Tense countdown to Liberia’s presidential election run-off tomorrow

Liberian riot police gather as they clash with supporters of presidential challenger Winston Tubman in Monrovia November 7, 2011. REUTERS/Luc Gnago

 From Reuters:

By Richard Valdmanis and Alphonso Toweh MONROVIA (Reuters) –
Clashes and sporadic gunfire rocked part of Monrovia on Monday, killing at least one person after Liberian riot police fired tear gas to disperse several hundred supporters of presidential challenger Winston Tubman.
Members of Tubman’s CDC party said at least three other people were killed, though this could not be confirmed. Two United Nations helicopters flew overhead as police and Tubman’s rock-throwing supporters clashed in side streets.
Liberian police firing tear gas and live rounds later stormed the CDC headquarters before they were repelled by U.N. peacekeepers, who have set up a cordon around the building.
Tension has risen in the Liberian capital ahead of a November 8 election run-off between Tubman and President Ellen Johnson-Sirleaf after Tubman called on his supporters to boycott the vote over alleged irregularities, despite international pressure on him to stand.
Violence erupted after police tried to break up a crowd of several hundred CDC supporters. Shooting then broke out and a police officer said both the police and Tubman’s supporters had fired, but it was not possible to confirm the information.

Johnson-Sirleaf took nearly 44 percent of the first round vote on October 11 and has since won the backing of the third-place finisher, former warlord Prince Johnson, all but sealing her victory in the second round run-off.
Former U.N. diplomat Winston Tubman – who took roughly 33 percent in the first round – announced last week he would withdraw from Tuesday’s race and called on Liberians to boycott the poll due to evidence of fraud.
But international election observers called the October 11 vote mostly free and fair, and the United States, regional bloc ECOWAS and the African Union have all criticized Tubman’s decision to boycott the second round.

And here‘s an interesting commentary from Clair MacDougall at African Arguments (extract):

Opposition leader Winston Tubman’s decision last week to boycott the runoff, has also suggested that Sirleaf is the frontrunner. However, if she wins, her government could be perceived as lacking legitimacy, posing further challenges for Africa’s first female president. But with an opposition that lacks coherence and political parties without clear policy platforms or core principles and ideals, will Johnson Sirleaf’s victory further enhance or inhibit the development of a multiparty system in the fledgling West African democracy?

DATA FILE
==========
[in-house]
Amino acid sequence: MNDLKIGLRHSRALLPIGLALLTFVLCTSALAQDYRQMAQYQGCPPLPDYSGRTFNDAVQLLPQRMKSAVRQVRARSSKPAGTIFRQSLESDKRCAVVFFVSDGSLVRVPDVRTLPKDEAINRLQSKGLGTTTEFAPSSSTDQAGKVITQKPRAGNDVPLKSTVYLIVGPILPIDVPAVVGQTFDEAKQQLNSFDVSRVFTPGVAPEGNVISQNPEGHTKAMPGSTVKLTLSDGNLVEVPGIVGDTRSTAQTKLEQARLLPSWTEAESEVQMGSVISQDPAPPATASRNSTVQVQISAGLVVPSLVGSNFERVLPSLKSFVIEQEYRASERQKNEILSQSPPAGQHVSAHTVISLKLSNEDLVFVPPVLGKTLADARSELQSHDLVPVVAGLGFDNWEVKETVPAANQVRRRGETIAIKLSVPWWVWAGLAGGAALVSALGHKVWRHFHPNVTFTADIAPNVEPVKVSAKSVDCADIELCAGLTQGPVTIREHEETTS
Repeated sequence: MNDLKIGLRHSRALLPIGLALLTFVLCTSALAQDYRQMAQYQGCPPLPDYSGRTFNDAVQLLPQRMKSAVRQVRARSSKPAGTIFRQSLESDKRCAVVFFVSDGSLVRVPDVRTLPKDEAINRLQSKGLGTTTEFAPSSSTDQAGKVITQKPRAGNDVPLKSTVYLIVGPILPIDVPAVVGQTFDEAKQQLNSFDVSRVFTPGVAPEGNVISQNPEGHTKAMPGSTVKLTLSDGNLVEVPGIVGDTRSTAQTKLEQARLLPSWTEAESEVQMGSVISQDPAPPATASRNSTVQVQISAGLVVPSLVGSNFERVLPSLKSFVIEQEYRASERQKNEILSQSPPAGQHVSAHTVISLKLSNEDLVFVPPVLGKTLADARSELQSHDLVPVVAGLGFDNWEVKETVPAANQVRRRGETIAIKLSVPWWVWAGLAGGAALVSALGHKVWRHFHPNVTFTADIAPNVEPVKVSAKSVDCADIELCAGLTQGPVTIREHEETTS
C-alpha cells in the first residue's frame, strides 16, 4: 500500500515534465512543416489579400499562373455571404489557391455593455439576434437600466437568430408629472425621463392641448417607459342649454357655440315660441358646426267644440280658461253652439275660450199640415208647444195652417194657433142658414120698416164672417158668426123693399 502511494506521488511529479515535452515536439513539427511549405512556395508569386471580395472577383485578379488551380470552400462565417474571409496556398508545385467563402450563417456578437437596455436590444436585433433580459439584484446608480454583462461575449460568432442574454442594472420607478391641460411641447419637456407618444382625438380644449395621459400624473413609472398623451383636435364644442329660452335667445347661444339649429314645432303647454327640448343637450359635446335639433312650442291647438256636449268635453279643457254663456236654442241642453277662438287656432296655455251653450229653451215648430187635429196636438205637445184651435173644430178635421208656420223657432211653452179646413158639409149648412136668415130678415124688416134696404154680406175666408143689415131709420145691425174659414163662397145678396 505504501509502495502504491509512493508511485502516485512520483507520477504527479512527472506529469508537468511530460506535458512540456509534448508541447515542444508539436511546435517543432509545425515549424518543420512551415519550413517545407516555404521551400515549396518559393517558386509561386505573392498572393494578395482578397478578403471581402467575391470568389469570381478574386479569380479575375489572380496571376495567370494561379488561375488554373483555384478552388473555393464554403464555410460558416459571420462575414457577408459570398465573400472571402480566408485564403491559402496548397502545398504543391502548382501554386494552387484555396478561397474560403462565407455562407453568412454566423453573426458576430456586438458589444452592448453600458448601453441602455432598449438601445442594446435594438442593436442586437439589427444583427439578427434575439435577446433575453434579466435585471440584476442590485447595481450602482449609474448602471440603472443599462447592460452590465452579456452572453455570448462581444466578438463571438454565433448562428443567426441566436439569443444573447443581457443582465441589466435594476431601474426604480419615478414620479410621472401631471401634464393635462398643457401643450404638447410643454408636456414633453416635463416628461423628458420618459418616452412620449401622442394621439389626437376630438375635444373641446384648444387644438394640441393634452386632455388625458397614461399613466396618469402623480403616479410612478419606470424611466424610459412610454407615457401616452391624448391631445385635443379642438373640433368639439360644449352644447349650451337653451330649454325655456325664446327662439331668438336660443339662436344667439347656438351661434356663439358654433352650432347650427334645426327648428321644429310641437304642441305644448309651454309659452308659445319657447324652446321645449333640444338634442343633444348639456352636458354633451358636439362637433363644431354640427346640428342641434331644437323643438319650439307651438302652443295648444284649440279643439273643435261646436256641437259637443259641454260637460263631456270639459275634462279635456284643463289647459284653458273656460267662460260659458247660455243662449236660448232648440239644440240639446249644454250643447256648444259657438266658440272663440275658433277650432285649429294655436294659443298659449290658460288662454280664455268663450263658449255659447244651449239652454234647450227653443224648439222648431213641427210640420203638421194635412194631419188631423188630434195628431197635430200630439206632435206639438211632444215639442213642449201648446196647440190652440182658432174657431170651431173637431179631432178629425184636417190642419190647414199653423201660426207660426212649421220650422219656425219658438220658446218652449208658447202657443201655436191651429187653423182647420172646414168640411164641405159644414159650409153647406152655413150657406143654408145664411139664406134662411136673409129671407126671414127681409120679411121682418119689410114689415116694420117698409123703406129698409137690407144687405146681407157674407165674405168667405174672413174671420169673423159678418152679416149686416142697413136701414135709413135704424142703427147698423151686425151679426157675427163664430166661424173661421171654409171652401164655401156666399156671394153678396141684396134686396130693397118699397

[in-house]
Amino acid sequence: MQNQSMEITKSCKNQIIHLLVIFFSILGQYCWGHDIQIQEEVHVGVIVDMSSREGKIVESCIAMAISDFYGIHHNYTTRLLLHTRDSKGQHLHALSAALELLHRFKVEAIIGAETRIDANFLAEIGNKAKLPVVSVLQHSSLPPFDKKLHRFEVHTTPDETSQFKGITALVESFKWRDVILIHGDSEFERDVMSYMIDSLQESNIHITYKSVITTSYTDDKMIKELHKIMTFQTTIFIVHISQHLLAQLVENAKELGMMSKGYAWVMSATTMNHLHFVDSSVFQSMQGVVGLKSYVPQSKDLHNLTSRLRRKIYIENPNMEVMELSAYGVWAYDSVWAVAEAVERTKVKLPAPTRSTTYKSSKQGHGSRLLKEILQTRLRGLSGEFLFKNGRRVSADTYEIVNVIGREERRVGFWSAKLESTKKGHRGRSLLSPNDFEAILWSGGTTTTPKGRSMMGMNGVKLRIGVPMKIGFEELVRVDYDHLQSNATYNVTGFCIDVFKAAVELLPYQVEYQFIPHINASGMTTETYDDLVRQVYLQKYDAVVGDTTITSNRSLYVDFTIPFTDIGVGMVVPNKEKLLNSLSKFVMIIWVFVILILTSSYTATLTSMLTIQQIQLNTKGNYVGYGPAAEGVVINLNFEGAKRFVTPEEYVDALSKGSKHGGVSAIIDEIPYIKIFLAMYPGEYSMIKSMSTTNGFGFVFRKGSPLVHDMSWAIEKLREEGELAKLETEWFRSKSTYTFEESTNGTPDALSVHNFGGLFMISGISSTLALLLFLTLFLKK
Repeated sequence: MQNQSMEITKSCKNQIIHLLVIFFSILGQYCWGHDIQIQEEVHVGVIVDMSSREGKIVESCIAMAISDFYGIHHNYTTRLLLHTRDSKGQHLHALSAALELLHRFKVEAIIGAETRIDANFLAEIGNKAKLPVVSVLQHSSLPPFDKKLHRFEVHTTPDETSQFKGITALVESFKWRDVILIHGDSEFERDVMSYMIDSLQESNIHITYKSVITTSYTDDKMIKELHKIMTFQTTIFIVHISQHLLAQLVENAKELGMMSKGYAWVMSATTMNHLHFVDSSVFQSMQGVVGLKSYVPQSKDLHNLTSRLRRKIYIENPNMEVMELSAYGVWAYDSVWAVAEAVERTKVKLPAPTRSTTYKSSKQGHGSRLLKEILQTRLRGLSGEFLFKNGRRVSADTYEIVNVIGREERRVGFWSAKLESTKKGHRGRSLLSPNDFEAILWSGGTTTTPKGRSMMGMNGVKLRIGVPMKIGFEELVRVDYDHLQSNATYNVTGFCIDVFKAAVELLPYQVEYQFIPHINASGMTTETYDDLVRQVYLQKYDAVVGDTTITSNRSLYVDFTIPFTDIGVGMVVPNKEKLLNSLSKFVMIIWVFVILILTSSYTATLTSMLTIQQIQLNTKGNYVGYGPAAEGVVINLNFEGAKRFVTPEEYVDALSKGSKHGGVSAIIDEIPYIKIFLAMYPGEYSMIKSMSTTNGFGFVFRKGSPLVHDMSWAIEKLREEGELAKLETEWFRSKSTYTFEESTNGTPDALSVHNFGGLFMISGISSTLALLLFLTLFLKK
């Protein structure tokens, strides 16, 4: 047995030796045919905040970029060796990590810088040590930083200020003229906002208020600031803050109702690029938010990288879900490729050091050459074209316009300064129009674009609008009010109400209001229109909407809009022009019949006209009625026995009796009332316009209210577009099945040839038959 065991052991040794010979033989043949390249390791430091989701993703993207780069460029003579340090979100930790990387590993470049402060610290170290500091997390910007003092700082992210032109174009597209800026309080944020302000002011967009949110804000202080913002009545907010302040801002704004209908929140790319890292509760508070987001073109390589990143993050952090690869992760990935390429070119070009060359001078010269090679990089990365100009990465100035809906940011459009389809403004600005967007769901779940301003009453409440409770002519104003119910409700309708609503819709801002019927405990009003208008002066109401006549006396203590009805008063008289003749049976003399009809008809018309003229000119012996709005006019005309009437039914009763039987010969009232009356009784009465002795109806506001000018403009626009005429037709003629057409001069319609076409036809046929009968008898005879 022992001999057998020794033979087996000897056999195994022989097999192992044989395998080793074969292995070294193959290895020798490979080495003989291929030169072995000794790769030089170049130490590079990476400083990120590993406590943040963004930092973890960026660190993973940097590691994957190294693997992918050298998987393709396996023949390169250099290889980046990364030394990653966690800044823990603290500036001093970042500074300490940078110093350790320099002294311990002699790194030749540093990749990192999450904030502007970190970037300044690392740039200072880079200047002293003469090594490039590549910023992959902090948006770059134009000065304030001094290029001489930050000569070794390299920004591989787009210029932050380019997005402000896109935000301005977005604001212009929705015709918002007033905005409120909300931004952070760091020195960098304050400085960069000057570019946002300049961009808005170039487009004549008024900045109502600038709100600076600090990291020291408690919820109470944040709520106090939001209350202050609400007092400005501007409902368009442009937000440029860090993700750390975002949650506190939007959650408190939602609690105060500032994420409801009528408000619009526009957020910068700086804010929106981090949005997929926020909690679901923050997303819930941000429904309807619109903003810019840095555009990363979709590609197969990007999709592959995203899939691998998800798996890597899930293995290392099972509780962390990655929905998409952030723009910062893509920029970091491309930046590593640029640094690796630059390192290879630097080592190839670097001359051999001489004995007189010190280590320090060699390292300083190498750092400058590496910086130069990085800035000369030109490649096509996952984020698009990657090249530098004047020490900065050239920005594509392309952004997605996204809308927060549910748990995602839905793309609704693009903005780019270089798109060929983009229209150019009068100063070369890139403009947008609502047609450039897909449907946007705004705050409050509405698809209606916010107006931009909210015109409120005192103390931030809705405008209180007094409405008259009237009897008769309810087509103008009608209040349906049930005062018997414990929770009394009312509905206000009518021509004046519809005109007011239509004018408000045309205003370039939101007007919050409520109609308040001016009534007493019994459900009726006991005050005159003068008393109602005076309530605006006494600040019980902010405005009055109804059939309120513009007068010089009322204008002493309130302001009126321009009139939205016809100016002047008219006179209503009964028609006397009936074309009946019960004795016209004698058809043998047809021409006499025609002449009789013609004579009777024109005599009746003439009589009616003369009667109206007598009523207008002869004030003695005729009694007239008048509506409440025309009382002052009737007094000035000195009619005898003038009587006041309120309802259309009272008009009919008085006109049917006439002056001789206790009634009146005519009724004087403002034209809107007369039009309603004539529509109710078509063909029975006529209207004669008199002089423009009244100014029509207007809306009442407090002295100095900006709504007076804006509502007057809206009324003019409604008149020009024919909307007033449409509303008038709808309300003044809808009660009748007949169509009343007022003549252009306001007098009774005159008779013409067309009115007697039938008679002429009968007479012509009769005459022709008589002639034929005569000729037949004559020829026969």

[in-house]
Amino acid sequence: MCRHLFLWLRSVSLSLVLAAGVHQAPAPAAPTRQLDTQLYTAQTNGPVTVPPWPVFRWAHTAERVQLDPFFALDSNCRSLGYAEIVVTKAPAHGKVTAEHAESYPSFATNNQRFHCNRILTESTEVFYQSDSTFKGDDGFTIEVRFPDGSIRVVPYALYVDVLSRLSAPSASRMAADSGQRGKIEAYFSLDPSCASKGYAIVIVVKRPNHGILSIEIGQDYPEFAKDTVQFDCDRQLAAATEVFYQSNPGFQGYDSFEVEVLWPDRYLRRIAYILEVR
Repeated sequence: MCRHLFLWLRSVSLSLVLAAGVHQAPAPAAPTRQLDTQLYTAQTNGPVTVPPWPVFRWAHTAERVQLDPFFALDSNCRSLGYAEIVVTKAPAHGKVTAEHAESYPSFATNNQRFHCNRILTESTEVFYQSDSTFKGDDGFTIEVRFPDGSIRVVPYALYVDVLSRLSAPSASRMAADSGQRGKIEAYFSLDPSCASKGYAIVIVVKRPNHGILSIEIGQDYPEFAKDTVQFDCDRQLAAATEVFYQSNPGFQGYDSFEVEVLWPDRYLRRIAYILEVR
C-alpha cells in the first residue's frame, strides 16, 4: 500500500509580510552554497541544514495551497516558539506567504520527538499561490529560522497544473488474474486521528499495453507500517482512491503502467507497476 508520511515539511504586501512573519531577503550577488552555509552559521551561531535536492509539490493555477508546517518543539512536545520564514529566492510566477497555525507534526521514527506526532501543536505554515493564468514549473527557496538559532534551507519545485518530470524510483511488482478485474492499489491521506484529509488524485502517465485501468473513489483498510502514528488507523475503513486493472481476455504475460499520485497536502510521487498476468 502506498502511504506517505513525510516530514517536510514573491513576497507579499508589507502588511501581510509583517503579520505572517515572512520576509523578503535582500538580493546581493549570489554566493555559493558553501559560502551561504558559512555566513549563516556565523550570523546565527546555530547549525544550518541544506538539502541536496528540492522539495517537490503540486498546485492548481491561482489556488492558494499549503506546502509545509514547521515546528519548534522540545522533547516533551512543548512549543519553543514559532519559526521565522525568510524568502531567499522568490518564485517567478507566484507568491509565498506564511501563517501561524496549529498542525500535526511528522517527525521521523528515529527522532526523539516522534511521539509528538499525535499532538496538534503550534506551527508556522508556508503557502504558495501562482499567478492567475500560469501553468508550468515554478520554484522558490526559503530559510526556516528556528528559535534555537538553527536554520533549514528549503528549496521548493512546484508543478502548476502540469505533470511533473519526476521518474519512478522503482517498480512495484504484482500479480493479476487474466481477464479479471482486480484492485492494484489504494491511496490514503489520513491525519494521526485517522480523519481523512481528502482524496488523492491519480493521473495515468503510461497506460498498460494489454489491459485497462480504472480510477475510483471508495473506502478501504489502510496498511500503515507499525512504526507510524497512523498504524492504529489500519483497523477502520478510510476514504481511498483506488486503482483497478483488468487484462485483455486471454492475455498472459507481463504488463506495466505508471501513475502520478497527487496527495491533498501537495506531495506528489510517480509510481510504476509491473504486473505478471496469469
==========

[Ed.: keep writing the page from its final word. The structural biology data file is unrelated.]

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Cameroon elections this Sunday – Achille Mbembe’s take

Cameroon his holding Presidential elections this Sunday, and incumbent Paul Biya – who’s ruled the country for 29 years – is expected to win and continue its authoritarian rule.
The Cameroonian philosopher and post-colonial theorist Achille Mbembe is one of the most insighhtful commentators on African politics. His recent interview at Slate Afrique (translated into English by Dibussi Tande on his blog “Scribbles from the Den“) on the subject of the elections, which he defines as a “non-event”, is a must-read from start to finish, but here’s an extract I found particularly interesting:

QS: How do you explain Paul Biya’s longevity at the helm of the state for 29 years?
ANS: Having understood very early on that in order to stay as long as possible in power, one had to do nothing, Biya put in place a new system of government which I call government by inaction. Biya studied Machiavelli a lot, and successfully adapted his lessons to a typically African situation. Paul Biya’s genuis is to have discovered that power has no objective other than power itself. The goal of those in power is not to accomplish any grandiose project whatsoever. It is simply to hold on to power. Thus, to govern is to not govern.